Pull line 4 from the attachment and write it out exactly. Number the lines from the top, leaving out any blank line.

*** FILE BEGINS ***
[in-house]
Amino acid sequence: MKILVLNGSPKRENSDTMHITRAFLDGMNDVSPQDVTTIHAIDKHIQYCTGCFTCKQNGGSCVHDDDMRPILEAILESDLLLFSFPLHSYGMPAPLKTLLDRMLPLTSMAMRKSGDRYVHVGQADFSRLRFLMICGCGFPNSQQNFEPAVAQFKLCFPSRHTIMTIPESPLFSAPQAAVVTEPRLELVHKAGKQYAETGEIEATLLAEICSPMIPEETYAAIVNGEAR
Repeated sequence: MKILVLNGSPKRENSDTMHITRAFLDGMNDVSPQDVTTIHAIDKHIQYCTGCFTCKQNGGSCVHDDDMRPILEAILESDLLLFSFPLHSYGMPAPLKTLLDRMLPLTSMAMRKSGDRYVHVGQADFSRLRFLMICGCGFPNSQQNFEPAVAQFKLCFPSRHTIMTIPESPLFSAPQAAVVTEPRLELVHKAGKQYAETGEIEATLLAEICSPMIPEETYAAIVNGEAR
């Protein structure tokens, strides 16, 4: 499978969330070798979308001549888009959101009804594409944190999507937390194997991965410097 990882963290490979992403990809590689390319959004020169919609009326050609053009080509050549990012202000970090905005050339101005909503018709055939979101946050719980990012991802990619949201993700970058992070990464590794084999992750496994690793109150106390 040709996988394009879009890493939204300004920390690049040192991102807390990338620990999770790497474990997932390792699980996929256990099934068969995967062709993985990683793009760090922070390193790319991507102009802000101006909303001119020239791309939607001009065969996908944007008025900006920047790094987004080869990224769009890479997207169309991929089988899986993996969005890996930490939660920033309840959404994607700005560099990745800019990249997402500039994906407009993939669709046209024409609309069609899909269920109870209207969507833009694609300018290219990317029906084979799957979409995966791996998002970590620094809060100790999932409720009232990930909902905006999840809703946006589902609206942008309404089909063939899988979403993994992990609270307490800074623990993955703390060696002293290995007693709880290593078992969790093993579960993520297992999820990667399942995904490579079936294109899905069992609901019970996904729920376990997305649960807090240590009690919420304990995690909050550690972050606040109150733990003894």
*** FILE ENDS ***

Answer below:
């Protein structure tokens, strides 16, 4: 499978969330070798979308001549888009959101009804594409944190999507937390194997991965410097 990882963290490979992403990809590689390319959004020169919609009326050609053009080509050549990012202000970090905005050339101005909503018709055939979101946050719980990012991802990619949201993700970058992070990464590794084999992750496994690793109150106390 040709996988394009879009890493939204300004920390690049040192991102807390990338620990999770790497474990997932390792699980996929256990099934068969995967062709993985990683793009760090922070390193790319991507102009802000101006909303001119020239791309939607001009065969996908944007008025900006920047790094987004080869990224769009890479997207169309991929089988899986993996969005890996930490939660920033309840959404994607700005560099990745800019990249997402500039994906407009993939669709046209024409609309069609899909269920109870209207969507833009694609300018290219990317029906084979799957979409995966791996998002970590620094809060100790999932409720009232990930909902905006999840809703946006589902609206942008309404089909063939899988979403993994992990609270307490800074623990993955703390060696002293290995007693709880290593078992969790093993579960993520297992999820990667399942995904490579079936294109899905069992609901019970996904729920376990997305649960807090240590009690919420304990995690909050550690972050606040109150733990003894």